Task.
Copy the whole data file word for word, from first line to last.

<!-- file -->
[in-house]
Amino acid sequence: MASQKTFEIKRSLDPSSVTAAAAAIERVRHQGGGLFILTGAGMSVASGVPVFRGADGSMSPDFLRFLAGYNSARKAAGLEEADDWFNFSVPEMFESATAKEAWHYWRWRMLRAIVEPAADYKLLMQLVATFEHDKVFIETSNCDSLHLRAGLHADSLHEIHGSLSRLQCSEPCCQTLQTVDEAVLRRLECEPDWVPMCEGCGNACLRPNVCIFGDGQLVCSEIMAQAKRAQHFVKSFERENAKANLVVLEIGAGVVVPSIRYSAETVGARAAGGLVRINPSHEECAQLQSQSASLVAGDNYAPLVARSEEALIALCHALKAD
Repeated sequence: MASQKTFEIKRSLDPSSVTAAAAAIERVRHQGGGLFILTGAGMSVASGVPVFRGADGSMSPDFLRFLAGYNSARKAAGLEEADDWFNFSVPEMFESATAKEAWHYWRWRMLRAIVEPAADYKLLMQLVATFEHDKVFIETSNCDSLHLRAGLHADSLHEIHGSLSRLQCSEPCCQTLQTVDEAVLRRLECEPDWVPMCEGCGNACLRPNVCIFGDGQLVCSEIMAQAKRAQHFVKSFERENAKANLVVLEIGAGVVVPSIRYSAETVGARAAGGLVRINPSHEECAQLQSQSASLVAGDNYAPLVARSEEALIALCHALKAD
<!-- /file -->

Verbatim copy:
[in-house]
Amino acid sequence: MASQKTFEIKRSLDPSSVTAAAAAIERVRHQGGGLFILTGAGMSVASGVPVFRGADGSMSPDFLRFLAGYNSARKAAGLEEADDWFNFSVPEMFESATAKEAWHYWRWRMLRAIVEPAADYKLLMQLVATFEHDKVFIETSNCDSLHLRAGLHADSLHEIHGSLSRLQCSEPCCQTLQTVDEAVLRRLECEPDWVPMCEGCGNACLRPNVCIFGDGQLVCSEIMAQAKRAQHFVKSFERENAKANLVVLEIGAGVVVPSIRYSAETVGARAAGGLVRINPSHEECAQLQSQSASLVAGDNYAPLVARSEEALIALCHALKAD
Repeated sequence: MASQKTFEIKRSLDPSSVTAAAAAIERVRHQGGGLFILTGAGMSVASGVPVFRGADGSMSPDFLRFLAGYNSARKAAGLEEADDWFNFSVPEMFESATAKEAWHYWRWRMLRAIVEPAADYKLLMQLVATFEHDKVFIETSNCDSLHLRAGLHADSLHEIHGSLSRLQCSEPCCQTLQTVDEAVLRRLECEPDWVPMCEGCGNACLRPNVCIFGDGQLVCSEIMAQAKRAQHFVKSFERENAKANLVVLEIGAGVVVPSIRYSAETVGARAAGGLVRINPSHEECAQLQSQSASLVAGDNYAPLVARSEEALIALCHALKAD